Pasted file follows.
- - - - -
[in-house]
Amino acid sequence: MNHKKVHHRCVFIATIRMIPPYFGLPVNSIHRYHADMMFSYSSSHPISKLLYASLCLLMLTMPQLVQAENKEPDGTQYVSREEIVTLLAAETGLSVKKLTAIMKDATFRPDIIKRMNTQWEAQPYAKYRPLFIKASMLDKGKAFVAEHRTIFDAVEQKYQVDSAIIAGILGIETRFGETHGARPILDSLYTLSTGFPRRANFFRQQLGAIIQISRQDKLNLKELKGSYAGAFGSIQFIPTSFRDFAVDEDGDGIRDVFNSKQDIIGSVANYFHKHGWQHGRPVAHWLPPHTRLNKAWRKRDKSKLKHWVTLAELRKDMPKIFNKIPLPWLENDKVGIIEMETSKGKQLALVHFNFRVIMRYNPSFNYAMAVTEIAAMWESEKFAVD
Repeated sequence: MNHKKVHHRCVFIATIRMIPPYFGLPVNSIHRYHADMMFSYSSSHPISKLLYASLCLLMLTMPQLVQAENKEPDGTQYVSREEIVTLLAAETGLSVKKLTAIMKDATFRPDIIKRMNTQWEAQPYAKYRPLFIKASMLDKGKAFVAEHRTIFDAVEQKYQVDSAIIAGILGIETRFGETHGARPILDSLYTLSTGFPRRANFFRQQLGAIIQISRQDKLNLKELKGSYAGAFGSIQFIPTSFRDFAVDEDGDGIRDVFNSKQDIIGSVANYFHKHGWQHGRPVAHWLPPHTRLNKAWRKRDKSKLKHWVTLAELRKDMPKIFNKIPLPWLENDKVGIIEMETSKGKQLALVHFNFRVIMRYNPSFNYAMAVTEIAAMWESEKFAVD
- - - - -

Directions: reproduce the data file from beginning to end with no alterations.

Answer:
[in-house]
Amino acid sequence: MNHKKVHHRCVFIATIRMIPPYFGLPVNSIHRYHADMMFSYSSSHPISKLLYASLCLLMLTMPQLVQAENKEPDGTQYVSREEIVTLLAAETGLSVKKLTAIMKDATFRPDIIKRMNTQWEAQPYAKYRPLFIKASMLDKGKAFVAEHRTIFDAVEQKYQVDSAIIAGILGIETRFGETHGARPILDSLYTLSTGFPRRANFFRQQLGAIIQISRQDKLNLKELKGSYAGAFGSIQFIPTSFRDFAVDEDGDGIRDVFNSKQDIIGSVANYFHKHGWQHGRPVAHWLPPHTRLNKAWRKRDKSKLKHWVTLAELRKDMPKIFNKIPLPWLENDKVGIIEMETSKGKQLALVHFNFRVIMRYNPSFNYAMAVTEIAAMWESEKFAVD
Repeated sequence: MNHKKVHHRCVFIATIRMIPPYFGLPVNSIHRYHADMMFSYSSSHPISKLLYASLCLLMLTMPQLVQAENKEPDGTQYVSREEIVTLLAAETGLSVKKLTAIMKDATFRPDIIKRMNTQWEAQPYAKYRPLFIKASMLDKGKAFVAEHRTIFDAVEQKYQVDSAIIAGILGIETRFGETHGARPILDSLYTLSTGFPRRANFFRQQLGAIIQISRQDKLNLKELKGSYAGAFGSIQFIPTSFRDFAVDEDGDGIRDVFNSKQDIIGSVANYFHKHGWQHGRPVAHWLPPHTRLNKAWRKRDKSKLKHWVTLAELRKDMPKIFNKIPLPWLENDKVGIIEMETSKGKQLALVHFNFRVIMRYNPSFNYAMAVTEIAAMWESEKFAVD